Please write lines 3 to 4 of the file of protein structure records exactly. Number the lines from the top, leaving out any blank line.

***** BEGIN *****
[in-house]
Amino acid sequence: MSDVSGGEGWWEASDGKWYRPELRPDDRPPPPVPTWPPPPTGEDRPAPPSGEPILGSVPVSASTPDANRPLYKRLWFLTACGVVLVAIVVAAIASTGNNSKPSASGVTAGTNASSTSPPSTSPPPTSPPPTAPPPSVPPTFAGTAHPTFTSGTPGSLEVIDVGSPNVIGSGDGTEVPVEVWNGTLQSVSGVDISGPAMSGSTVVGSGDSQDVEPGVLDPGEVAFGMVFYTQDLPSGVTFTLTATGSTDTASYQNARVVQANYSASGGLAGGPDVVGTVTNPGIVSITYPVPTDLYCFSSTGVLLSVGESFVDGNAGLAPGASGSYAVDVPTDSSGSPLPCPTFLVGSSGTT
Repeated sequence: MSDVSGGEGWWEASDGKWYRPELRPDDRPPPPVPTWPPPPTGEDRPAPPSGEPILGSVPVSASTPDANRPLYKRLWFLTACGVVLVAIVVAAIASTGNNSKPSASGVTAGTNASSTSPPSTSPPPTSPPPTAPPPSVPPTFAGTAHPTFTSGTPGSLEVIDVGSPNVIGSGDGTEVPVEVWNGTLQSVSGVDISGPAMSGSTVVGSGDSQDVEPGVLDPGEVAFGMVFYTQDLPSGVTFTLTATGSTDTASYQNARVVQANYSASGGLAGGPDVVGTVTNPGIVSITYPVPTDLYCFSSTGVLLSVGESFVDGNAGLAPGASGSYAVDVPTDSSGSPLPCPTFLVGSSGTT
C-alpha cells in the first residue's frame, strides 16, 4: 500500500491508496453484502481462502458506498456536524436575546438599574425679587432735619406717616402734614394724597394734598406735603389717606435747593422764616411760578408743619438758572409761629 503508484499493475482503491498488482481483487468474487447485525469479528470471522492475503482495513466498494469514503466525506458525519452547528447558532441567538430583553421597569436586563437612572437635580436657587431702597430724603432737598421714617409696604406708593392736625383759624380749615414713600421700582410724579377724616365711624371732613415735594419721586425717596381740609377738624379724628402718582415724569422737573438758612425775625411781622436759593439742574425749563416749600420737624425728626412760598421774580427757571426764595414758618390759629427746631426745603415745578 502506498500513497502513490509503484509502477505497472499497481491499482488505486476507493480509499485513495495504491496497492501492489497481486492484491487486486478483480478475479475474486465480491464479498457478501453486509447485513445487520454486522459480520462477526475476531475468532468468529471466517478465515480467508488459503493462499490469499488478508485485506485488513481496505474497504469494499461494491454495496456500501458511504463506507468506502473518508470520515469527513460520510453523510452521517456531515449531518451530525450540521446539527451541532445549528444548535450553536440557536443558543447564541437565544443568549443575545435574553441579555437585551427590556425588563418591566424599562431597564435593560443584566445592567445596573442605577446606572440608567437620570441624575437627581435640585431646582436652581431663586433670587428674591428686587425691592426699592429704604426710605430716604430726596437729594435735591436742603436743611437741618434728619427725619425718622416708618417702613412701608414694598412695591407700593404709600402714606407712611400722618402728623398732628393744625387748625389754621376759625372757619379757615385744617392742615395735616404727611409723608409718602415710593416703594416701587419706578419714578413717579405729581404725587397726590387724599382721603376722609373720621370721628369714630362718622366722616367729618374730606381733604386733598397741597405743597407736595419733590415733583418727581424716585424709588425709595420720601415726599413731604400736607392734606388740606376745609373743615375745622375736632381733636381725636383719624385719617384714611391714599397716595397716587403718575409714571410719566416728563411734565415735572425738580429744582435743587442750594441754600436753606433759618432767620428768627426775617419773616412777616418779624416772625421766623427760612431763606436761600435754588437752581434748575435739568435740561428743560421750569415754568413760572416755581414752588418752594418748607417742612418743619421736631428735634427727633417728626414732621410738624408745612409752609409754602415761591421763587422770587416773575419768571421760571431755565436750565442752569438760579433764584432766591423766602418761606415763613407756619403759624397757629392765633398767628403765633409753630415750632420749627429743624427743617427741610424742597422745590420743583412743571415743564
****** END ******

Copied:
Repeated sequence: MSDVSGGEGWWEASDGKWYRPELRPDDRPPPPVPTWPPPPTGEDRPAPPSGEPILGSVPVSASTPDANRPLYKRLWFLTACGVVLVAIVVAAIASTGNNSKPSASGVTAGTNASSTSPPSTSPPPTSPPPTAPPPSVPPTFAGTAHPTFTSGTPGSLEVIDVGSPNVIGSGDGTEVPVEVWNGTLQSVSGVDISGPAMSGSTVVGSGDSQDVEPGVLDPGEVAFGMVFYTQDLPSGVTFTLTATGSTDTASYQNARVVQANYSASGGLAGGPDVVGTVTNPGIVSITYPVPTDLYCFSSTGVLLSVGESFVDGNAGLAPGASGSYAVDVPTDSSGSPLPCPTFLVGSSGTT
C-alpha cells in the first residue's frame, strides 16, 4: 500500500491508496453484502481462502458506498456536524436575546438599574425679587432735619406717616402734614394724597394734598406735603389717606435747593422764616411760578408743619438758572409761629 503508484499493475482503491498488482481483487468474487447485525469479528470471522492475503482495513466498494469514503466525506458525519452547528447558532441567538430583553421597569436586563437612572437635580436657587431702597430724603432737598421714617409696604406708593392736625383759624380749615414713600421700582410724579377724616365711624371732613415735594419721586425717596381740609377738624379724628402718582415724569422737573438758612425775625411781622436759593439742574425749563416749600420737624425728626412760598421774580427757571426764595414758618390759629427746631426745603415745578 502506498500513497502513490509503484509502477505497472499497481491499482488505486476507493480509499485513495495504491496497492501492489497481486492484491487486486478483480478475479475474486465480491464479498457478501453486509447485513445487520454486522459480520462477526475476531475468532468468529471466517478465515480467508488459503493462499490469499488478508485485506485488513481496505474497504469494499461494491454495496456500501458511504463506507468506502473518508470520515469527513460520510453523510452521517456531515449531518451530525450540521446539527451541532445549528444548535450553536440557536443558543447564541437565544443568549443575545435574553441579555437585551427590556425588563418591566424599562431597564435593560443584566445592567445596573442605577446606572440608567437620570441624575437627581435640585431646582436652581431663586433670587428674591428686587425691592426699592429704604426710605430716604430726596437729594435735591436742603436743611437741618434728619427725619425718622416708618417702613412701608414694598412695591407700593404709600402714606407712611400722618402728623398732628393744625387748625389754621376759625372757619379757615385744617392742615395735616404727611409723608409718602415710593416703594416701587419706578419714578413717579405729581404725587397726590387724599382721603376722609373720621370721628369714630362718622366722616367729618374730606381733604386733598397741597405743597407736595419733590415733583418727581424716585424709588425709595420720601415726599413731604400736607392734606388740606376745609373743615375745622375736632381733636381725636383719624385719617384714611391714599397716595397716587403718575409714571410719566416728563411734565415735572425738580429744582435743587442750594441754600436753606433759618432767620428768627426775617419773616412777616418779624416772625421766623427760612431763606436761600435754588437752581434748575435739568435740561428743560421750569415754568413760572416755581414752588418752594418748607417742612418743619421736631428735634427727633417728626414732621410738624408745612409752609409754602415761591421763587422770587416773575419768571421760571431755565436750565442752569438760579433764584432766591423766602418761606415763613407756619403759624397757629392765633398767628403765633409753630415750632420749627429743624427743617427741610424742597422745590420743583412743571415743564